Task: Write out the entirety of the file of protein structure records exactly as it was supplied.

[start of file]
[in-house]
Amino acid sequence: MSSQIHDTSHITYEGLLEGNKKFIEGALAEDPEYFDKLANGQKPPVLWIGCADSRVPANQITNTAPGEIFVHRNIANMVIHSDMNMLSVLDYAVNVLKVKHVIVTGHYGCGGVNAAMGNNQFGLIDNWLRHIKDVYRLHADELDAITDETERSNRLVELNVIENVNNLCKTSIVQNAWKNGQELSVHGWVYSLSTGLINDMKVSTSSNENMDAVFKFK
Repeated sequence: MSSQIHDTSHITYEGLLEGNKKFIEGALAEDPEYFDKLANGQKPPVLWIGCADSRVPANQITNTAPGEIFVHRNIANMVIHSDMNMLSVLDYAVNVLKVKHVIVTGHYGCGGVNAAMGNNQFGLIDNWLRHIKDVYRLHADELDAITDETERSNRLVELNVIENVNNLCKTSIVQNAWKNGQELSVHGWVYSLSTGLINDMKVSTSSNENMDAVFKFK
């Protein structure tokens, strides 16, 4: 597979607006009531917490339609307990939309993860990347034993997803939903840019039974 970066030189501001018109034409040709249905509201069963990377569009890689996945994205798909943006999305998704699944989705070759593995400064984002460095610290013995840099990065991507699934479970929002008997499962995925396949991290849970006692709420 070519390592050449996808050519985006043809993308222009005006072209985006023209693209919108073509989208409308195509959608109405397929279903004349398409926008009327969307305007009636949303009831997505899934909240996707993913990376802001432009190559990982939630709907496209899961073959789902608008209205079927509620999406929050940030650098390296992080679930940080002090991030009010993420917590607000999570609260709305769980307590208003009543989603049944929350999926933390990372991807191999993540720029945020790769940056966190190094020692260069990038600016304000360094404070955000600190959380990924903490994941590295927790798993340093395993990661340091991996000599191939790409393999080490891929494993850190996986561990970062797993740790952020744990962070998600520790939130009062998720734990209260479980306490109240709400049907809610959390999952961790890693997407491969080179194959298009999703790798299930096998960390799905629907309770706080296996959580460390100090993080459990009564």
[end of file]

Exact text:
[in-house]
Amino acid sequence: MSSQIHDTSHITYEGLLEGNKKFIEGALAEDPEYFDKLANGQKPPVLWIGCADSRVPANQITNTAPGEIFVHRNIANMVIHSDMNMLSVLDYAVNVLKVKHVIVTGHYGCGGVNAAMGNNQFGLIDNWLRHIKDVYRLHADELDAITDETERSNRLVELNVIENVNNLCKTSIVQNAWKNGQELSVHGWVYSLSTGLINDMKVSTSSNENMDAVFKFK
Repeated sequence: MSSQIHDTSHITYEGLLEGNKKFIEGALAEDPEYFDKLANGQKPPVLWIGCADSRVPANQITNTAPGEIFVHRNIANMVIHSDMNMLSVLDYAVNVLKVKHVIVTGHYGCGGVNAAMGNNQFGLIDNWLRHIKDVYRLHADELDAITDETERSNRLVELNVIENVNNLCKTSIVQNAWKNGQELSVHGWVYSLSTGLINDMKVSTSSNENMDAVFKFK
């Protein structure tokens, strides 16, 4: 597979607006009531917490339609307990939309993860990347034993997803939903840019039974 970066030189501001018109034409040709249905509201069963990377569009890689996945994205798909943006999305998704699944989705070759593995400064984002460095610290013995840099990065991507699934479970929002008997499962995925396949991290849970006692709420 070519390592050449996808050519985006043809993308222009005006072209985006023209693209919108073509989208409308195509959608109405397929279903004349398409926008009327969307305007009636949303009831997505899934909240996707993913990376802001432009190559990982939630709907496209899961073959789902608008209205079927509620999406929050940030650098390296992080679930940080002090991030009010993420917590607000999570609260709305769980307590208003009543989603049944929350999926933390990372991807191999993540720029945020790769940056966190190094020692260069990038600016304000360094404070955000600190959380990924903490994941590295927790798993340093395993990661340091991996000599191939790409393999080490891929494993850190996986561990970062797993740790952020744990962070998600520790939130009062998720734990209260479980306490109240709400049907809610959390999952961790890693997407491969080179194959298009999703790798299930096998960390799905629907309770706080296996959580460390100090993080459990009564």